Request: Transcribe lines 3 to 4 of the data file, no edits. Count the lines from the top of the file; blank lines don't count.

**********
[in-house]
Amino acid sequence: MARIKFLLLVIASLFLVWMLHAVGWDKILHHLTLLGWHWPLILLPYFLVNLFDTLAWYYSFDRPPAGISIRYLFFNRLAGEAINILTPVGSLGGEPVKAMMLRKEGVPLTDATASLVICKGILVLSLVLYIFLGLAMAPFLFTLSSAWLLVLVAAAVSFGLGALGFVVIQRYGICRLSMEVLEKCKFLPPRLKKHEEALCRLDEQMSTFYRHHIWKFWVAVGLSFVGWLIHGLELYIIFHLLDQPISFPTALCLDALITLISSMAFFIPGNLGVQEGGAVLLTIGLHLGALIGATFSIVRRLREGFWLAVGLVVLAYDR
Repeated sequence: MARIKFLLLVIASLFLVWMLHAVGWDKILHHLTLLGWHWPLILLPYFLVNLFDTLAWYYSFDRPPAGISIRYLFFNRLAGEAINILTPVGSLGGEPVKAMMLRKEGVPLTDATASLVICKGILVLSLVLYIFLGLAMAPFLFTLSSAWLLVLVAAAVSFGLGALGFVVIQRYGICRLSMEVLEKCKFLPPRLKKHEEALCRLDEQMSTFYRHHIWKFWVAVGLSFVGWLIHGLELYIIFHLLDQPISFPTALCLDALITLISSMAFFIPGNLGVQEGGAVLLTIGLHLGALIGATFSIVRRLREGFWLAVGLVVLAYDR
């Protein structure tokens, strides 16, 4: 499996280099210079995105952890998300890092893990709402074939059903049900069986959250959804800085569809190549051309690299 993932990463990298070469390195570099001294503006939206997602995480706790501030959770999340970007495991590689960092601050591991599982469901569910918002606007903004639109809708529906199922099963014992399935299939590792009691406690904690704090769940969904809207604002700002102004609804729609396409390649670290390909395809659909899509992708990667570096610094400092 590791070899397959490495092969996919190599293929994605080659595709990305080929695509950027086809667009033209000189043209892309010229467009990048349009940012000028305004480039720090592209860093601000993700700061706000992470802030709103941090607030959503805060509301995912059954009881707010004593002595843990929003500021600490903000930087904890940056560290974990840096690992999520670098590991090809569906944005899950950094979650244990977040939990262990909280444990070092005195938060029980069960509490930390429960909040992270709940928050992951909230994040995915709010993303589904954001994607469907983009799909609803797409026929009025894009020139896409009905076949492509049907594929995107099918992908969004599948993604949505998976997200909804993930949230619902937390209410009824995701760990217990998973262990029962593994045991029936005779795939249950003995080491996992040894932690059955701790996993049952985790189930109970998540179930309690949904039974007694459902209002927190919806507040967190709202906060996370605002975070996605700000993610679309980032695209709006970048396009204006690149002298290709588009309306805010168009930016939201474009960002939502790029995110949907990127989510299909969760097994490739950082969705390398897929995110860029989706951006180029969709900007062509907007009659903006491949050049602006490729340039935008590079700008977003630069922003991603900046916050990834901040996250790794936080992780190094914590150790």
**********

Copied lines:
Repeated sequence: MARIKFLLLVIASLFLVWMLHAVGWDKILHHLTLLGWHWPLILLPYFLVNLFDTLAWYYSFDRPPAGISIRYLFFNRLAGEAINILTPVGSLGGEPVKAMMLRKEGVPLTDATASLVICKGILVLSLVLYIFLGLAMAPFLFTLSSAWLLVLVAAAVSFGLGALGFVVIQRYGICRLSMEVLEKCKFLPPRLKKHEEALCRLDEQMSTFYRHHIWKFWVAVGLSFVGWLIHGLELYIIFHLLDQPISFPTALCLDALITLISSMAFFIPGNLGVQEGGAVLLTIGLHLGALIGATFSIVRRLREGFWLAVGLVVLAYDR
């Protein structure tokens, strides 16, 4: 499996280099210079995105952890998300890092893990709402074939059903049900069986959250959804800085569809190549051309690299 993932990463990298070469390195570099001294503006939206997602995480706790501030959770999340970007495991590689960092601050591991599982469901569910918002606007903004639109809708529906199922099963014992399935299939590792009691406690904690704090769940969904809207604002700002102004609804729609396409390649670290390909395809659909899509992708990667570096610094400092 590791070899397959490495092969996919190599293929994605080659595709990305080929695509950027086809667009033209000189043209892309010229467009990048349009940012000028305004480039720090592209860093601000993700700061706000992470802030709103941090607030959503805060509301995912059954009881707010004593002595843990929003500021600490903000930087904890940056560290974990840096690992999520670098590991090809569906944005899950950094979650244990977040939990262990909280444990070092005195938060029980069960509490930390429960909040992270709940928050992951909230994040995915709010993303589904954001994607469907983009799909609803797409026929009025894009020139896409009905076949492509049907594929995107099918992908969004599948993604949505998976997200909804993930949230619902937390209410009824995701760990217990998973262990029962593994045991029936005779795939249950003995080491996992040894932690059955701790996993049952985790189930109970998540179930309690949904039974007694459902209002927190919806507040967190709202906060996370605002975070996605700000993610679309980032695209709006970048396009204006690149002298290709588009309306805010168009930016939201474009960002939502790029995110949907990127989510299909969760097994490739950082969705390398897929995110860029989706951006180029969709900007062509907007009659903006491949050049602006490729340039935008590079700008977003630069922003991603900046916050990834901040996250790794936080992780190094914590150790």